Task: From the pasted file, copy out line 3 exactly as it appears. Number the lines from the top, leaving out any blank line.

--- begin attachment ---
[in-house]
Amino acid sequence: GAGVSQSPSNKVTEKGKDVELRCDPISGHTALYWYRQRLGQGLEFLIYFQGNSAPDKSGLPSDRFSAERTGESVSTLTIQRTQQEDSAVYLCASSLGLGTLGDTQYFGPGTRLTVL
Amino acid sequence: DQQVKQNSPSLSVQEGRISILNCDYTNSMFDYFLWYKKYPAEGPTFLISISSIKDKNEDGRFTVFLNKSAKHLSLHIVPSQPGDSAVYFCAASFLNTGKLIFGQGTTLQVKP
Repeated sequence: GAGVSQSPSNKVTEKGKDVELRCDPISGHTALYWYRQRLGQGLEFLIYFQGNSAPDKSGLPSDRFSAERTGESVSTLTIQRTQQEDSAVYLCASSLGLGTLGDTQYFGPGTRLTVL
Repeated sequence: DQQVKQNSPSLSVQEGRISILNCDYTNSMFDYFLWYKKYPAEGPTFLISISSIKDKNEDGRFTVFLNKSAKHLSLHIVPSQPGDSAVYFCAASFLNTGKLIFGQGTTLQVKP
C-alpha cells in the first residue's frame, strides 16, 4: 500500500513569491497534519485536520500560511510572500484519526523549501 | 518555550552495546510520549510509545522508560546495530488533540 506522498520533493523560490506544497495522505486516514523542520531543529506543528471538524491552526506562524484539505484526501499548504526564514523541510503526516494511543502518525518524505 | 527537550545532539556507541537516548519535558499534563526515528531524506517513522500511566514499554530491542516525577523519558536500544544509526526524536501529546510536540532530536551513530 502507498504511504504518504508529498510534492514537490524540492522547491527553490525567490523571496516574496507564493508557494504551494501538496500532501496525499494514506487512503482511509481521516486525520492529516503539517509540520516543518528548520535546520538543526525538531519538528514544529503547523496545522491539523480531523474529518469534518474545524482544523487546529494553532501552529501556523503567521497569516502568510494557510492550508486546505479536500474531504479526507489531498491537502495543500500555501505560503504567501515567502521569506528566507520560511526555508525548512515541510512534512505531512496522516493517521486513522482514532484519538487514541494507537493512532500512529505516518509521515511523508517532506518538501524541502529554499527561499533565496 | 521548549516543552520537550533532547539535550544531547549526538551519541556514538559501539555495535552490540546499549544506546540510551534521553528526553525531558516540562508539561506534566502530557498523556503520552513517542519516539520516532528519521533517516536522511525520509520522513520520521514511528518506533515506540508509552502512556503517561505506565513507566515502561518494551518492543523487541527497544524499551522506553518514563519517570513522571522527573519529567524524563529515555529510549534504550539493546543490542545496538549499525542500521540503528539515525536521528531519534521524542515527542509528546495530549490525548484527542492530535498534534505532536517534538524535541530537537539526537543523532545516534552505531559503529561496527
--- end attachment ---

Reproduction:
Amino acid sequence: DQQVKQNSPSLSVQEGRISILNCDYTNSMFDYFLWYKKYPAEGPTFLISISSIKDKNEDGRFTVFLNKSAKHLSLHIVPSQPGDSAVYFCAASFLNTGKLIFGQGTTLQVKP